1. Create and play verbal games with your co-workers (note: make sure co-workers are on downtime, too). Take turns naming movies that contain a person’s first or last name, famous graphic designers or typefaces.
2. Create a “How to Work With Graphic Designers: Client Handbook” as a prevention against problematic clients.
3. Unleash creativity on yourself/company by redesigning your business card, website, marketing collateral, etc.
4. Most design offices have a solid library of inspirational books and magazines, so spend time flipping through those goodies.
5. Ask your project manager if she knows of any upcoming projects that you could start brainstorming about.
6. Redesign a boring office document such as the “project sheet checklist” that the entire creative staff (copywriters, art directors, production team, proofreaders and account managers) uses.
7. Review your firm’s past marketing materials to see what’s been done before and how you could improve upon it.
8. Make fun “do not disturb—meeting in progress” signs and door hangers for daily office meetings.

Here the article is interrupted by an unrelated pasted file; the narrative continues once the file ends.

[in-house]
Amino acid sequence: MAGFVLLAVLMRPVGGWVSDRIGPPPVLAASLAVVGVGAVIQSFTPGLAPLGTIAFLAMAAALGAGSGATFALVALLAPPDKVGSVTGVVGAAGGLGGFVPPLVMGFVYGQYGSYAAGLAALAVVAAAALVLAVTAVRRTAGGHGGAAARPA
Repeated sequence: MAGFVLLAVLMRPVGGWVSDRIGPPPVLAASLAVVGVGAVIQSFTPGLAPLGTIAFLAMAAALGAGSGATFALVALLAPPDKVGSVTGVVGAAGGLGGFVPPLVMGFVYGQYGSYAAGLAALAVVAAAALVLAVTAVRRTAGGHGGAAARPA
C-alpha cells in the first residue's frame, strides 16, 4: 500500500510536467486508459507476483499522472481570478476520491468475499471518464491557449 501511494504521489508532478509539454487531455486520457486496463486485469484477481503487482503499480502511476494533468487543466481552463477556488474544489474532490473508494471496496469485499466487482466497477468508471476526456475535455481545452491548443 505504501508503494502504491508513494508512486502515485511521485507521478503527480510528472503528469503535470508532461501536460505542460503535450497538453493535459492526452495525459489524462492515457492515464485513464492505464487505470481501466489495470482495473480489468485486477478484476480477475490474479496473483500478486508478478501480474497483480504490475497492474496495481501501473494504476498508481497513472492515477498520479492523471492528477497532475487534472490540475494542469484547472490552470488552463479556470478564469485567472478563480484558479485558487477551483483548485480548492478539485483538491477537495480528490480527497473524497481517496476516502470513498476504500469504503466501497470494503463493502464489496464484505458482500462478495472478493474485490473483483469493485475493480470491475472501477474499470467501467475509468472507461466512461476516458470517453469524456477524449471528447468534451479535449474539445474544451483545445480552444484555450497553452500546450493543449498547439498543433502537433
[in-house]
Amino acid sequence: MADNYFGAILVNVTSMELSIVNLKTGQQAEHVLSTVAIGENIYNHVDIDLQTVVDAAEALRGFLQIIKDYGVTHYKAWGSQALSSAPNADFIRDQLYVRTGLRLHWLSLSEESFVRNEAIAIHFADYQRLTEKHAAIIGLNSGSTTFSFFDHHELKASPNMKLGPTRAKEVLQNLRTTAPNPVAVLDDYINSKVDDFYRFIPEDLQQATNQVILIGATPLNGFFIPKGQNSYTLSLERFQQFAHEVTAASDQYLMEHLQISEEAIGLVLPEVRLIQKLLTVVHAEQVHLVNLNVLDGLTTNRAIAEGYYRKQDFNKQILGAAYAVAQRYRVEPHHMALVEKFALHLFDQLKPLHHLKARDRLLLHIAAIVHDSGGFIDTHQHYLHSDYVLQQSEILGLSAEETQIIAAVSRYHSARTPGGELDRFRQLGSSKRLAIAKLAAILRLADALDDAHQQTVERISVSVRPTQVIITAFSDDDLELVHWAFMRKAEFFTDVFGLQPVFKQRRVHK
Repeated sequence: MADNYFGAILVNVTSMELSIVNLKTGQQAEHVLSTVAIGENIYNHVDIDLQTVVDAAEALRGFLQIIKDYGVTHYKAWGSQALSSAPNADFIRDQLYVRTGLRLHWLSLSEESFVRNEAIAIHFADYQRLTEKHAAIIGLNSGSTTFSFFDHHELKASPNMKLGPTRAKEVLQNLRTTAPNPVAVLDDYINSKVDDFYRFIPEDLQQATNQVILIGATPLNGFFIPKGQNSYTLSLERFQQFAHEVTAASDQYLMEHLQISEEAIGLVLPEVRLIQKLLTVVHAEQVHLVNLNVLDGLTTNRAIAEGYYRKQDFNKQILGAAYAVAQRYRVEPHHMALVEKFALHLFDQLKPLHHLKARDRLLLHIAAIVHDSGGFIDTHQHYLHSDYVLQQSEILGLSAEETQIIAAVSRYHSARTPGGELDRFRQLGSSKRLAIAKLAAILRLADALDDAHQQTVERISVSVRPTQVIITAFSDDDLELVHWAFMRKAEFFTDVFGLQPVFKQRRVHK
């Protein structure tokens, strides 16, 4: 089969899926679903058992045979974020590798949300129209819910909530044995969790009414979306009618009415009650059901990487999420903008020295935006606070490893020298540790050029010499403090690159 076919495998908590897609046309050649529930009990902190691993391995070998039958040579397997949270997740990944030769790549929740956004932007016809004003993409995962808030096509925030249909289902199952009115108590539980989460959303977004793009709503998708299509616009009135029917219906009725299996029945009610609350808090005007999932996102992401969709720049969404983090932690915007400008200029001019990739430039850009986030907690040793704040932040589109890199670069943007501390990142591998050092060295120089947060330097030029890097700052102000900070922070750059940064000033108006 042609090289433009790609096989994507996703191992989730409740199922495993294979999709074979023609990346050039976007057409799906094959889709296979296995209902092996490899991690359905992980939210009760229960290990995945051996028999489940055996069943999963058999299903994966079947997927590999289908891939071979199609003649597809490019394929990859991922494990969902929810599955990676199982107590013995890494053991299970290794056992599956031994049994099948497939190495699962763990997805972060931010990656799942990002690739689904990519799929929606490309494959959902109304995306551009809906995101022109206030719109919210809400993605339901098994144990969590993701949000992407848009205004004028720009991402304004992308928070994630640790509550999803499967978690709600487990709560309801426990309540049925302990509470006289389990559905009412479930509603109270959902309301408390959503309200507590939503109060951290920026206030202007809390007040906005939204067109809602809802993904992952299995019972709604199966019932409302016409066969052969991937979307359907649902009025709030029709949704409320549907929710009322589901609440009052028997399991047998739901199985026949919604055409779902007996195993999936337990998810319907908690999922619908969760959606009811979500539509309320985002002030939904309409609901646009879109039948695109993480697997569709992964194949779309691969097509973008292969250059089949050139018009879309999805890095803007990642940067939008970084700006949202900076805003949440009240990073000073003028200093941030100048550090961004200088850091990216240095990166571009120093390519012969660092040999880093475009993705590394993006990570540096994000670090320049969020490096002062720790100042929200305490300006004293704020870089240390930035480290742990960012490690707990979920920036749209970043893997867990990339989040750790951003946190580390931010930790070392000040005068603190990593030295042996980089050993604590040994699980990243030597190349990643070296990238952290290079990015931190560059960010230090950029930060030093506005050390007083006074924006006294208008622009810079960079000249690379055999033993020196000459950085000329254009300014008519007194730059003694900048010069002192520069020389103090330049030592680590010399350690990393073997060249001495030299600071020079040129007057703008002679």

9. Create cartoons of your office environment/co-workers/clients. People-watching can provide an endless source of humor and creative inspiration.
10. Get over the “it’s not part of my job description” attitude and ask other departments if they could use your help. You may just write the next winning campaign slogan or advertising copy.
11. Study your company’s office system. If you have dreams of one day starting your own design firm, take notes on how efficiently (or not) the office runs and why. Does the system work? Is the team organized? How would you improve it?
12. How familiar are you really with all the programs on your computer? Do you know how to use Flash or Dreamweaver? Use the downtime to explore new design skills.
13. Search online for designs you love and challenge yourself to
14. Why not go out to lunch or take your lunch somewhere? And while you’re out, pay attention to the typography you see.
15. Think of 15 more ways that you can turn downtime into creative playtime.
Stephanie Orma is a San Francisco Bay area graphic designer, illustrator and wordsmith. She’s principal/creative director of the boutique graphic design and copywriting studio Orma Design. During her office downtime, Orma brainstorms creative ideas for her clever card company, She’s SO Creative. www.shesocreative.com; www.ormadesign.com